Manufacturing Techniques for Controlled Deposition and Application of Doped Oxides.
Final technical rept. 1 Mar 68-30 Dec 69,
RCA ELECTRONIC COMPONENTS SOMERVILLE NJ ADVANCED TECHNOLOGY LAB
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Considerable progress was made toward the establishment of the manufacturing processes for a fully controlled doped-oxide diffusion system. The basis for this development was the study of the chemistry and kinetics of the oxidation of silane, phosphine, and diborane. A greatly improved gas handling and dilution system was designed and introduced into the manufacturing area. A close-spaced horizontal deposition reactor was developed. This is a cold-wall all-metal system with no moving parts, in which SiO2 layers can be deposited on 28 2-inch-diameter wafers at a rate of 400 A to 800 A per minute at 280C to 350C. The relationship between gas and deposit composition was analyzed by infrared, chemical mass spectrographic, and X-ray fluorescence methods, and a roughly 11 correlation was found in the phosphorus-to-silane transfer ratio. Next, the transfer of phosphorus to the silicon surface was examined analytically. Computer programs were used to predict the effect of time, temperature, oxidizing condition, phase relations, and solubilities in oxide and bulk silicon. This technique for the precise control of oxide composition and, hence, of surface concentration and junction depth was applied to MOS transfer fabrication, which confirms the utility of the method of phosphorus diffusion under production conditions. The less than satisfactory behavior of dilute diborane mixtures was attributed to the extreme sensitivity of diborane to moisture. Author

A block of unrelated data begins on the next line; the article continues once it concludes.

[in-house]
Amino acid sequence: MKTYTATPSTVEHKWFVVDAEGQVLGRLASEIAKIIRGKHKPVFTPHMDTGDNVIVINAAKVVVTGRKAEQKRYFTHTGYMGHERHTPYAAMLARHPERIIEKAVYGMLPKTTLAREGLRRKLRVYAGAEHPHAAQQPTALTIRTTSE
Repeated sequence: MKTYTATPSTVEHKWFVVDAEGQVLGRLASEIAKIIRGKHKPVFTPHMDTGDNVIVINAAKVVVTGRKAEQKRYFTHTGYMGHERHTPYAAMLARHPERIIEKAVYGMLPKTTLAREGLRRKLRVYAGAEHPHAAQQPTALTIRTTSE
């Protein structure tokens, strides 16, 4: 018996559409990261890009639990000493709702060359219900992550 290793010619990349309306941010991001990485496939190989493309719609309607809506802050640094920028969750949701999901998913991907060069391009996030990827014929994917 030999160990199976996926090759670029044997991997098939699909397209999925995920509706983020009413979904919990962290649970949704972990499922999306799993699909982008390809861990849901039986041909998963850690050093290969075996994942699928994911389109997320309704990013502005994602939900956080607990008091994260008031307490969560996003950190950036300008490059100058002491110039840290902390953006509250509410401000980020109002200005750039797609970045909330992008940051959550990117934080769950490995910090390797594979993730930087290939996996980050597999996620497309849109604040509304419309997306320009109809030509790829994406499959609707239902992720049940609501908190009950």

- Manufacturing and Industrial Engineering and Control of Production Systems
- Atomic and Molecular Physics and Spectroscopy